An orca has been seen even in the port of Ostia, where it was attacked by the Emperor Claudius. While he was constructing the harbor there, an orca came, attracted by some hides brought from Gaul, which had happened to fall overboard 127 there. Feeding upon these for several days it had quite glutted itself, and hollowed out a channel in the shoal water. Here, the sand was thrown up by the action of the wind to such an extent, that the creature found it quite impossible to turn round; and while in the act of pursuing its prey, it was propelled by the waves towards the shore, so that its back came to be perceived above the level of the water, very much resembling in appearance the keel of a vessel turned bottom upwards. Upon this, Cæsar ordered a great number of nets to be extended across the mouth of the harbor, from shore to shore, while he himself went there with the prætorian cohorts, affording a spectacle to the Roman people; for boats assailed the monster, while the soldiers on board showered lances upon it. I myself saw one of the boats sunk by the water which the animal, as it respired, showered down upon it.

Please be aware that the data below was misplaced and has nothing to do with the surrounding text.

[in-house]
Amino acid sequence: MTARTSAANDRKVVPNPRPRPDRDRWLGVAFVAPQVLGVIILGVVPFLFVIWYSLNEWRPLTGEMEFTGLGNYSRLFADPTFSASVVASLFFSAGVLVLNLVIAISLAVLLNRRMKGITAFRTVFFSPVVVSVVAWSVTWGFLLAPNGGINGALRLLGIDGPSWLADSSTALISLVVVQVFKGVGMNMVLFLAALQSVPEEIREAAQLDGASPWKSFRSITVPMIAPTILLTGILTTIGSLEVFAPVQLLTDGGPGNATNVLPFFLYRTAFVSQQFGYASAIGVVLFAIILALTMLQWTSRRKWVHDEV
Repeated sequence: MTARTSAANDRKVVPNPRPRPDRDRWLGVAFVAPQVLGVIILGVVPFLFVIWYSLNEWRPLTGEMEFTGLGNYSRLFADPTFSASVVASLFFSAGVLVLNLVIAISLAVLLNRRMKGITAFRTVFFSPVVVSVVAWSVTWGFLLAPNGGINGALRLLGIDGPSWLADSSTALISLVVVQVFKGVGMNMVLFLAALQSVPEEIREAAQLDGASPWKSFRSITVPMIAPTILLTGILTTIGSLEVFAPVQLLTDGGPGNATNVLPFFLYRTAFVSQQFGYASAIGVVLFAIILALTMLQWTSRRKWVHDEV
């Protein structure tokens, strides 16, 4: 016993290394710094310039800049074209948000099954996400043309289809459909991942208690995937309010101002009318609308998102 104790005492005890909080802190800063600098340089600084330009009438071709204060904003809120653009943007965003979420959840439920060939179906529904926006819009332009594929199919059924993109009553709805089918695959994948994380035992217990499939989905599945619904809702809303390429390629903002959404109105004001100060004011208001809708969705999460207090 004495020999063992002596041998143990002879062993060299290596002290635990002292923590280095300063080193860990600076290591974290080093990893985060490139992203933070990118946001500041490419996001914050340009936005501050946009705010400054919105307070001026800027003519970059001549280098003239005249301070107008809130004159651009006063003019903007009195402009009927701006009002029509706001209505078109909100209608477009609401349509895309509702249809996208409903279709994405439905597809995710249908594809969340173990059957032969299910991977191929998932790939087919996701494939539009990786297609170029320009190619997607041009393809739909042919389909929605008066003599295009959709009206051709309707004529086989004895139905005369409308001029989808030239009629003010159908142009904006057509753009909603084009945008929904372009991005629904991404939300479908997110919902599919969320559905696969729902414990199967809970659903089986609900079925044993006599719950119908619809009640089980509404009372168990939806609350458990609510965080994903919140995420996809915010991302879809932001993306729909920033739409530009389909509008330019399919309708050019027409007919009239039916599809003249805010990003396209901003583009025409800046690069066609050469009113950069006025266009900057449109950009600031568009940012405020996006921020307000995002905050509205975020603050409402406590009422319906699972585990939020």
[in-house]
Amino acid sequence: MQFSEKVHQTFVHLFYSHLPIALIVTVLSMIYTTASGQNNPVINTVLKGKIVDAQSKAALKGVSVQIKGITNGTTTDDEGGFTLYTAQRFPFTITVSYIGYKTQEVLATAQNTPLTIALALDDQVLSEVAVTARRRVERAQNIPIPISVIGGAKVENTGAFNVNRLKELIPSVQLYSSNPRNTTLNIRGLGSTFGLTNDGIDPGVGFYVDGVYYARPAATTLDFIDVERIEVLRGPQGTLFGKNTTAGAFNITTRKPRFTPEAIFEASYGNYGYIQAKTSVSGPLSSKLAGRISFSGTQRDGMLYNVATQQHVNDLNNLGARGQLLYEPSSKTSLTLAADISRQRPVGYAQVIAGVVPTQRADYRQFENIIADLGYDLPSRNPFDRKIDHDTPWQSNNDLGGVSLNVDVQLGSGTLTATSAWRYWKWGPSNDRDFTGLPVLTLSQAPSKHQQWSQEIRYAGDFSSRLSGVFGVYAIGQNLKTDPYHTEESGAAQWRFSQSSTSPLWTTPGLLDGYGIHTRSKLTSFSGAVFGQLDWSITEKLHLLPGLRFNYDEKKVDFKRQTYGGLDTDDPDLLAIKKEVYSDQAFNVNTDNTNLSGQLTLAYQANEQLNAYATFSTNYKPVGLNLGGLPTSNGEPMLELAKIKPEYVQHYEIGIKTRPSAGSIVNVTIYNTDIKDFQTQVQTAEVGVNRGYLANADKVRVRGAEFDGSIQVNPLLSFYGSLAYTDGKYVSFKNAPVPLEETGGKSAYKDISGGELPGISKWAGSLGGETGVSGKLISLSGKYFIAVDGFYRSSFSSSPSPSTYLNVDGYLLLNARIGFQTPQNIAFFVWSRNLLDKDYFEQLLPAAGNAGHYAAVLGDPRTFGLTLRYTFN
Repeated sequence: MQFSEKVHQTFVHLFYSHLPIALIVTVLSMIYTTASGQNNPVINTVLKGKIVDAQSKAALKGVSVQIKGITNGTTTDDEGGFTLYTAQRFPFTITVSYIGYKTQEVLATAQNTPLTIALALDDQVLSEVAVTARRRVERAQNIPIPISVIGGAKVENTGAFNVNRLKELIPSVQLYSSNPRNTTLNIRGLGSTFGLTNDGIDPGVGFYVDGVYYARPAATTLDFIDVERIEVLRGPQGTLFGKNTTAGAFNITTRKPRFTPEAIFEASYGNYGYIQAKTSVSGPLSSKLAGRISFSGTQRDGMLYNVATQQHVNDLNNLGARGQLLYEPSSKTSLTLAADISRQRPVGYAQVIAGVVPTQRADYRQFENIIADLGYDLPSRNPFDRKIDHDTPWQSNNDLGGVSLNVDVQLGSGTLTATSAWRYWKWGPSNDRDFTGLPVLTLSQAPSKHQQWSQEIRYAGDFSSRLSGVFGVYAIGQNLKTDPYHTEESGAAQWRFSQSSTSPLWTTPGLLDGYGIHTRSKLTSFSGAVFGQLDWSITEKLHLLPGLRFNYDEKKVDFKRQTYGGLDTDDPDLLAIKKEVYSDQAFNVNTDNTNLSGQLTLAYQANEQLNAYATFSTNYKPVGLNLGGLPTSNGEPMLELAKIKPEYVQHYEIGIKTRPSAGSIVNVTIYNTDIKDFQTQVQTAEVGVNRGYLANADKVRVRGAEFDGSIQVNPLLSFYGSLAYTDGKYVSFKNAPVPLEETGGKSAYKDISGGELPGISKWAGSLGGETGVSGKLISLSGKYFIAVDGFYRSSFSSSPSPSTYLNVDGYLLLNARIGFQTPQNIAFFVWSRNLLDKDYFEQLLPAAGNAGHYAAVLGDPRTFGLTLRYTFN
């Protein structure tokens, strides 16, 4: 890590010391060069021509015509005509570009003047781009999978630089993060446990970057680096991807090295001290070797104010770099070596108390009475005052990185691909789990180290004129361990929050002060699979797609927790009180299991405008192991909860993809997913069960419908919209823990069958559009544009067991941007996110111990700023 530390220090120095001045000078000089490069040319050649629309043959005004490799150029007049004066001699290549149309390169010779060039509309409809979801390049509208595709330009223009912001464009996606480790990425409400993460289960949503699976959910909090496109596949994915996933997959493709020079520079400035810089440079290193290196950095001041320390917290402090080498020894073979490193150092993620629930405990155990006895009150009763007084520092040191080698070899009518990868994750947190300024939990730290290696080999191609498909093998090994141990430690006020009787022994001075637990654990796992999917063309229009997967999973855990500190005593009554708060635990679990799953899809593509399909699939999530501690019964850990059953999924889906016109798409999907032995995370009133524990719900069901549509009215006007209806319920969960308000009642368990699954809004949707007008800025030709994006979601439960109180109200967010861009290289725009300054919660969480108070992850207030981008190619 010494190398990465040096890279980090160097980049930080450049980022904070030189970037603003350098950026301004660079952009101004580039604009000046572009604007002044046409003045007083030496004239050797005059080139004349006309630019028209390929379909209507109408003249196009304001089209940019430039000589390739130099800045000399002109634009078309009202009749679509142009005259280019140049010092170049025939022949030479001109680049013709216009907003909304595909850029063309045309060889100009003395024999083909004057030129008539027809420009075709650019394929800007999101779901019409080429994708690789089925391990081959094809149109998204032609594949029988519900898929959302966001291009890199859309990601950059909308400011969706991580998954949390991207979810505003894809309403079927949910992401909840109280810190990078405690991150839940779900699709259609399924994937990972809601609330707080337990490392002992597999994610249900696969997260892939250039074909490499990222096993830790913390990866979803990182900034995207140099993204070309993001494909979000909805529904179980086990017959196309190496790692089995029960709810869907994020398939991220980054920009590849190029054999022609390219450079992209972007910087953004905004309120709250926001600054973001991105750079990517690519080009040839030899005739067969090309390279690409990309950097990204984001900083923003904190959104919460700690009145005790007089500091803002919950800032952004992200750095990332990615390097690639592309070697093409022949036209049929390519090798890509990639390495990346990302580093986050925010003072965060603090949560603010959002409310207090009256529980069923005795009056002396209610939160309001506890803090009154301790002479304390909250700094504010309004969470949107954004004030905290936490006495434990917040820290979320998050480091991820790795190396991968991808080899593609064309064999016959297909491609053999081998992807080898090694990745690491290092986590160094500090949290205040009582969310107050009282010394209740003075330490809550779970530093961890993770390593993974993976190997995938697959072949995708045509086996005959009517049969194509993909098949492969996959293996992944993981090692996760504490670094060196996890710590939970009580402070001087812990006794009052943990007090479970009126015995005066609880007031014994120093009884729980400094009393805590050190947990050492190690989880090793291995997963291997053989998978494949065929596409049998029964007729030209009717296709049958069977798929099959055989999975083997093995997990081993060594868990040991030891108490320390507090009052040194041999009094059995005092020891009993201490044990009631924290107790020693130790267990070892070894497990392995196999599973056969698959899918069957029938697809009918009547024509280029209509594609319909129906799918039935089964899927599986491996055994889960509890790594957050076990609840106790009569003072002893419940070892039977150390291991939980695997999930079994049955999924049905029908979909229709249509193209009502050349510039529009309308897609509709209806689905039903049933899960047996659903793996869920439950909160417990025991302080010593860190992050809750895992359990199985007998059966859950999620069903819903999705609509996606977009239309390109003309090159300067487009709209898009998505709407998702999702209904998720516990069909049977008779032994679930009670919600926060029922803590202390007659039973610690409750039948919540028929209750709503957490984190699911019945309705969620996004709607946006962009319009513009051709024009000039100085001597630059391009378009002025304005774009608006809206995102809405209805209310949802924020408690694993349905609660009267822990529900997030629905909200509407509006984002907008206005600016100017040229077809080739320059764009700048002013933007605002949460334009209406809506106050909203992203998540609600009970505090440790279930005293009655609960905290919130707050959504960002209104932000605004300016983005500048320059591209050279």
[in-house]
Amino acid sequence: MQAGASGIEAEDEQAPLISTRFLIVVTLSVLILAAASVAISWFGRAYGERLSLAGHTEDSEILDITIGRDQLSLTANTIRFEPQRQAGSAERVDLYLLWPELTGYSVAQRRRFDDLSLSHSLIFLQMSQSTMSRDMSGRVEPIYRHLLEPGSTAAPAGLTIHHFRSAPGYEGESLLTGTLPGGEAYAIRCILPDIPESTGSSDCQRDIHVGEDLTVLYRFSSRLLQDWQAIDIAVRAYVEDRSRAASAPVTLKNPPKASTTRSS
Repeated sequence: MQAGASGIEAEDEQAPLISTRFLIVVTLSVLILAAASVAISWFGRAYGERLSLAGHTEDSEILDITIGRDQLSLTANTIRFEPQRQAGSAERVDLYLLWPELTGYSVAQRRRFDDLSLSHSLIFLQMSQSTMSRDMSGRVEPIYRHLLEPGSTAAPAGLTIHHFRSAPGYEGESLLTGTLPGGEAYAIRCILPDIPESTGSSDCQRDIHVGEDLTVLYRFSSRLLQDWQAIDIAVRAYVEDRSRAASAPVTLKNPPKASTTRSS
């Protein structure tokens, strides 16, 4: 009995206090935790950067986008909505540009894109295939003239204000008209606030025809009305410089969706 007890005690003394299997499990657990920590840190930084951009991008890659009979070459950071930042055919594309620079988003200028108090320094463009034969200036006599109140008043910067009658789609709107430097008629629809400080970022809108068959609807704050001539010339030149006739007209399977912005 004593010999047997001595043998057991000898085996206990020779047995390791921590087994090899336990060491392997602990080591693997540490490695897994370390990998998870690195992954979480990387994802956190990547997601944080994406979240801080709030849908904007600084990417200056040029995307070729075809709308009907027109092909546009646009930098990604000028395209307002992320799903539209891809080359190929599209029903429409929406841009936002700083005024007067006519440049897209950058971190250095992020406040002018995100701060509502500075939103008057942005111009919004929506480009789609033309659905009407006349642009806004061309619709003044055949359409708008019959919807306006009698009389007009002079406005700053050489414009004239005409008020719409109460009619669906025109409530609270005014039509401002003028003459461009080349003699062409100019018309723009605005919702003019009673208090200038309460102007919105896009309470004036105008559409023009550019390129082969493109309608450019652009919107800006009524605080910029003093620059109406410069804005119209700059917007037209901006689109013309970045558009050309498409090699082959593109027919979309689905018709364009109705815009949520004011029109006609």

The swiftest not only of the sea-animals, but of all animals whatever, is the dolphin.[128] He is more rapid in his movements than a bird, more swift than the flight of an arrow, and were it not for the fact that his mouth is much below his muzzle, almost, indeed, in the middle of the belly, not a fish would be able to escape his pursuit. But Nature, in her prudence, has thrown certain impediments in his way; for, unless he turns and throws himself on his back, he can seize nothing, and it is this circumstance more especially that gives proof of his extraordinary swiftness. For, if pressed by hunger, 128 he will follow a fish, as it flies down, to the very bottom of the water, and then after holding his breath thus long, will dart again to the surface to breathe, with the speed of an arrow discharged from a bow; and often, on such occasions, he is known to leap out of the water with such a bound, as to fly right over the sails of a ship.